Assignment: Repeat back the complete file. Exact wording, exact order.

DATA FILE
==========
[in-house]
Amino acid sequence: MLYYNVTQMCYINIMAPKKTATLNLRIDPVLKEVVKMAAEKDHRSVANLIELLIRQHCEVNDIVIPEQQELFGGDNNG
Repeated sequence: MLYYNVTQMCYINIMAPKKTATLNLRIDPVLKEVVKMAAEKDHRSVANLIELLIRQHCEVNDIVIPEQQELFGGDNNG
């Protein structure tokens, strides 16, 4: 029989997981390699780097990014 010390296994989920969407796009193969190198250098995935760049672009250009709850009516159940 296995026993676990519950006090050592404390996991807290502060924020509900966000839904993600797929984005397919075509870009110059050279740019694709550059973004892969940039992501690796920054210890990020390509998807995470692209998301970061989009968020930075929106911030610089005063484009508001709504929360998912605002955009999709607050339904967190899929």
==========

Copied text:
[in-house]
Amino acid sequence: MLYYNVTQMCYINIMAPKKTATLNLRIDPVLKEVVKMAAEKDHRSVANLIELLIRQHCEVNDIVIPEQQELFGGDNNG
Repeated sequence: MLYYNVTQMCYINIMAPKKTATLNLRIDPVLKEVVKMAAEKDHRSVANLIELLIRQHCEVNDIVIPEQQELFGGDNNG
């Protein structure tokens, strides 16, 4: 029989997981390699780097990014 010390296994989920969407796009193969190198250098995935760049672009250009709850009516159940 296995026993676990519950006090050592404390996991807290502060924020509900966000839904993600797929984005397919075509870009110059050279740019694709550059973004892969940039992501690796920054210890990020390509998807995470692209998301970061989009968020930075929106911030610089005063484009508001709504929360998912605002955009999709607050339904967190899929």